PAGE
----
UCHealth Memorial announced today that Memorial Hospital Central has been named a Comprehensive Stroke Center, a designation given only to programs offering the highest and most advanced level of stroke care. Memorial Central is the first hospital in southern Colorado to receive the designation, joining three other hospitals in Colorado — all in metro Denver.

Dr. Daniel Huddle, endovascular neuro radiologist and medical director of the Neuro Endovascular Program at Memorial Hospital Central, was recruited in late 2016 to help with the transition. It took about a year, he said, to put the many pieces in place to earn the comprehensive designation.

Huddle said helicopters transporting stroke victims from south of Colorado Springs used to fly over the city on their way to one of the centers to the north. But the new certification means time saved, which translates to lives saved, he said.

“We were talking about a minimum chopper ride, if all goes well, of 30 to 45 minutes,” he said. “That time was wasted and the patient’s stroke continues to worsen. That’s a huge benefit of having a center here locally.”

Huddle said significant infrastructure investments were made during the transition from a Primary Stroke Center, including constructing and equipping a $3 million angiosuite.

Additional positions were also created in preparation for the certification, Huddle said, to include additional neurologists, interventionalists, neurosurgeons and neuro critical care staff that is available around the clock.

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“Memorial has done a fantastic job … at looking forward,” Huddle said of recent stroke care investments. “The angiosuite alone was a several-million-dollar proposition. Most systems won’t even look at that if the volume isn’t already there. Memorial invested up front. They had the foresight to know those returns will come back soon. The [Diagnosis-Related Group for reimbursement] for stroke patients is quite lucrative.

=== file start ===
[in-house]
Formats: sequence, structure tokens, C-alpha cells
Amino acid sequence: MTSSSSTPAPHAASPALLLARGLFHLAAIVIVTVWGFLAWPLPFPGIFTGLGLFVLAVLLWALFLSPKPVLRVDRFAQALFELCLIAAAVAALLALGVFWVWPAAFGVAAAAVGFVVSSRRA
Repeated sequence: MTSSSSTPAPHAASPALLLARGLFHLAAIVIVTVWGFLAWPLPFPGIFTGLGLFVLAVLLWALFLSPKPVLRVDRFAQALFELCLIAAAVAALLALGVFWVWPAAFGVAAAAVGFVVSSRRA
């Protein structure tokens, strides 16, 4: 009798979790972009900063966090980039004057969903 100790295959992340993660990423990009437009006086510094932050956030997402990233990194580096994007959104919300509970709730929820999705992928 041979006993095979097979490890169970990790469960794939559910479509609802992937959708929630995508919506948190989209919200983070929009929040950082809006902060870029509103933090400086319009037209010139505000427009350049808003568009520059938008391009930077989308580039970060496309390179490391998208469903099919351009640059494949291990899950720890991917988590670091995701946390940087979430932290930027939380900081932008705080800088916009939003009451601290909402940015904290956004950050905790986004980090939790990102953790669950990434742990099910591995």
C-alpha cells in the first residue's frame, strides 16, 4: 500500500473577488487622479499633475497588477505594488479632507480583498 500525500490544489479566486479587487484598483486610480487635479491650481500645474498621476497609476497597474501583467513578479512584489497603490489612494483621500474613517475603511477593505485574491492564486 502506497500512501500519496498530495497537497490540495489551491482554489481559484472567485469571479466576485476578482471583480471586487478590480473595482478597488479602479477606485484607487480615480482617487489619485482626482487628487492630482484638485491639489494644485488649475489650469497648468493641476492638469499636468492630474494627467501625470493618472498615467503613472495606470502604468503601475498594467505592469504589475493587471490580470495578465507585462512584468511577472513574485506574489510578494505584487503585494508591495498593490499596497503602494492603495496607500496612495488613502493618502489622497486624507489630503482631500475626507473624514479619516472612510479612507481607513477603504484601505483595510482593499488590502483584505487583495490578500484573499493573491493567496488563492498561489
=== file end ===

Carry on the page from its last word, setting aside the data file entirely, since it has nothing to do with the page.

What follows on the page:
“But the bigger economic impact will be to the community,” he said. “If the patient can get back to work and go home and prevent a long-term stay in rehab or nursing care — the payout is astronomical in favor of good economics.”

Just more than 200 medical centers nationwide have been named Comprehensive Stroke Centers. Requirements include the ability to provide 24/7 intensive medical and surgical care to treat the most serious and complex strokes — including advanced brain imaging and sophisticated endovascular catheter treatments in which tiny wires break up and remove clots in the brain.

“In achieving this [certification], Memorial Central has been recognized as meeting rigorous standards that will contribute to positive outcomes in stroke situations,” said Dr. Janice Miller, medical director for Memorial’s stroke program, in a Memorial-issued news release. “It is truly exciting that we are able to offer our community here in Colorado Springs — and throughout southern Colorado — comprehensive stroke care close to home, close to their families and close to their primary health care providers.”

Memorial is the second UCHealth hospital to receive Comprehensive Stroke Center certification, joining University of Colorado Hospital in Aurora.

According to the release, since becoming part of UCHealth in 2012, Memorial’s neurosciences team has grown more than 530 percent and now includes a team of 57 providers and staff members.

UCHealth also operates the Mobile Stroke Treatment Unit — an “emergency department on wheels” staffed with a specialized stroke team — that can administer rapid treatment in the field rather than waiting for a patient to arrive at a hospital. The MSTU is part of a national research study into the medical benefits of stroke treatments provided by such units.

“It’s exciting for us but it should be more exciting for our patients. If they have a stroke, it’s reassuring to know this is in their backyard,” Huddle said. “On the spectrum of medical emergencies, strokes are on the top rung of sensitivity. Patients no longer have to be shipped out of their own community. They can get treatment here, but they can also rehabilitate in their community, in a place they recognize as home, instead of being shipped out for weeks or months.”